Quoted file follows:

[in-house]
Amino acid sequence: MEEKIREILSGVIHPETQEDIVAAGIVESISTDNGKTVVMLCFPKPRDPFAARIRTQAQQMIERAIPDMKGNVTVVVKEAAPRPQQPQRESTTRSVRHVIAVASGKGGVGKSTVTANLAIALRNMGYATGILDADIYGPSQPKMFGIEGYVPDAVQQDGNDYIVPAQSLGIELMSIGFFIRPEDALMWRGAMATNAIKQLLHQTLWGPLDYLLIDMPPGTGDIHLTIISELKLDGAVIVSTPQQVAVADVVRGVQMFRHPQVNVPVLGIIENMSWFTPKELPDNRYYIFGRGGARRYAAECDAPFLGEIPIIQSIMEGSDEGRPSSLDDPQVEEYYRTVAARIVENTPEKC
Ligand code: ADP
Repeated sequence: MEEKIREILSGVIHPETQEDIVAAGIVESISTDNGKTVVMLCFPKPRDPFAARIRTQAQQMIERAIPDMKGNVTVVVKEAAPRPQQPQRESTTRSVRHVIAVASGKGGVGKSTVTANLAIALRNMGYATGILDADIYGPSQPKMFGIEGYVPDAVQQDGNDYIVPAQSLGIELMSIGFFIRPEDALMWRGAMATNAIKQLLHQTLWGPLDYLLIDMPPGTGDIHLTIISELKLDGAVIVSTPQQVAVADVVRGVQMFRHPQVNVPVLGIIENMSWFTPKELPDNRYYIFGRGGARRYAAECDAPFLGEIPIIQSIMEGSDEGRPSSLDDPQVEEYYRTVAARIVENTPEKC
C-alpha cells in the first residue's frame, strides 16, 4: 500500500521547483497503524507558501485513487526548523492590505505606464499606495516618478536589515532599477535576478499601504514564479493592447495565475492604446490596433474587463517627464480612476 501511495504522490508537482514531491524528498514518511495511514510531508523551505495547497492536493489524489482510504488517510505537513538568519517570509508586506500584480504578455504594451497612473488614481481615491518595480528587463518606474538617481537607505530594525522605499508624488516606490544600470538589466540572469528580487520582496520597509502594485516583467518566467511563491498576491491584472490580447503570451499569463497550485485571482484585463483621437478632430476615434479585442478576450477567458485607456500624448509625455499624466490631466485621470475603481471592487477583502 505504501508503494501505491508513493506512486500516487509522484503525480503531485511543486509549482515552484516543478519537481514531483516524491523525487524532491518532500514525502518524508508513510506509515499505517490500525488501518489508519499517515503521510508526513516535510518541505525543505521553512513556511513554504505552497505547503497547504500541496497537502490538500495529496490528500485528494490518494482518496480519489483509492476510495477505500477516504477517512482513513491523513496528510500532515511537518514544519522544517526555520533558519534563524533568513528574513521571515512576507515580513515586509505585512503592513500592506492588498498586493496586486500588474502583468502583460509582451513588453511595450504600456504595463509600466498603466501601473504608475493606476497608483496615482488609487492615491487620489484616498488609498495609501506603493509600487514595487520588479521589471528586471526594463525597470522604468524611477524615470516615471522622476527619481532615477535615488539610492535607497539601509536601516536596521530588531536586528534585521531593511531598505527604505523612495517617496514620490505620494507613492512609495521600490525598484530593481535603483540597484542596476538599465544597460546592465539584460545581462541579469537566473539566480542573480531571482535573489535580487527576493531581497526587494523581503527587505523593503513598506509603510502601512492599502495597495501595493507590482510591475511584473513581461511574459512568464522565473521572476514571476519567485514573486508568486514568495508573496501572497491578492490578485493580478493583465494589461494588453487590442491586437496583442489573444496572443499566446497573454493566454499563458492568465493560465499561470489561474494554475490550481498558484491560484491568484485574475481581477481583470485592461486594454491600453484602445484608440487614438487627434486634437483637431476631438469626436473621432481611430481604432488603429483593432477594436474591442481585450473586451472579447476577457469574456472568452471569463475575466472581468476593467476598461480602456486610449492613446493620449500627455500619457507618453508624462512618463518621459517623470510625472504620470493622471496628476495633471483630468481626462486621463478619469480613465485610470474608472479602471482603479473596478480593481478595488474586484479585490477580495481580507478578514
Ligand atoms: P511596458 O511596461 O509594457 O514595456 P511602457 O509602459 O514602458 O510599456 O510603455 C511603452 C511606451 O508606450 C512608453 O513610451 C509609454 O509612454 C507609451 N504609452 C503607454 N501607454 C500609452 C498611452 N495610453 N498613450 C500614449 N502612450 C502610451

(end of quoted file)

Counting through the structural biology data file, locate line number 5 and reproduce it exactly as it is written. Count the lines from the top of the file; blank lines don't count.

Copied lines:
C-alpha cells in the first residue's frame, strides 16, 4: 500500500521547483497503524507558501485513487526548523492590505505606464499606495516618478536589515532599477535576478499601504514564479493592447495565475492604446490596433474587463517627464480612476 501511495504522490508537482514531491524528498514518511495511514510531508523551505495547497492536493489524489482510504488517510505537513538568519517570509508586506500584480504578455504594451497612473488614481481615491518595480528587463518606474538617481537607505530594525522605499508624488516606490544600470538589466540572469528580487520582496520597509502594485516583467518566467511563491498576491491584472490580447503570451499569463497550485485571482484585463483621437478632430476615434479585442478576450477567458485607456500624448509625455499624466490631466485621470475603481471592487477583502 505504501508503494501505491508513493506512486500516487509522484503525480503531485511543486509549482515552484516543478519537481514531483516524491523525487524532491518532500514525502518524508508513510506509515499505517490500525488501518489508519499517515503521510508526513516535510518541505525543505521553512513556511513554504505552497505547503497547504500541496497537502490538500495529496490528500485528494490518494482518496480519489483509492476510495477505500477516504477517512482513513491523513496528510500532515511537518514544519522544517526555520533558519534563524533568513528574513521571515512576507515580513515586509505585512503592513500592506492588498498586493496586486500588474502583468502583460509582451513588453511595450504600456504595463509600466498603466501601473504608475493606476497608483496615482488609487492615491487620489484616498488609498495609501506603493509600487514595487520588479521589471528586471526594463525597470522604468524611477524615470516615471522622476527619481532615477535615488539610492535607497539601509536601516536596521530588531536586528534585521531593511531598505527604505523612495517617496514620490505620494507613492512609495521600490525598484530593481535603483540597484542596476538599465544597460546592465539584460545581462541579469537566473539566480542573480531571482535573489535580487527576493531581497526587494523581503527587505523593503513598506509603510502601512492599502495597495501595493507590482510591475511584473513581461511574459512568464522565473521572476514571476519567485514573486508568486514568495508573496501572497491578492490578485493580478493583465494589461494588453487590442491586437496583442489573444496572443499566446497573454493566454499563458492568465493560465499561470489561474494554475490550481498558484491560484491568484485574475481581477481583470485592461486594454491600453484602445484608440487614438487627434486634437483637431476631438469626436473621432481611430481604432488603429483593432477594436474591442481585450473586451472579447476577457469574456472568452471569463475575466472581468476593467476598461480602456486610449492613446493620449500627455500619457507618453508624462512618463518621459517623470510625472504620470493622471496628476495633471483630468481626462486621463478619469480613465485610470474608472479602471482603479473596478480593481478595488474586484479585490477580495481580507478578514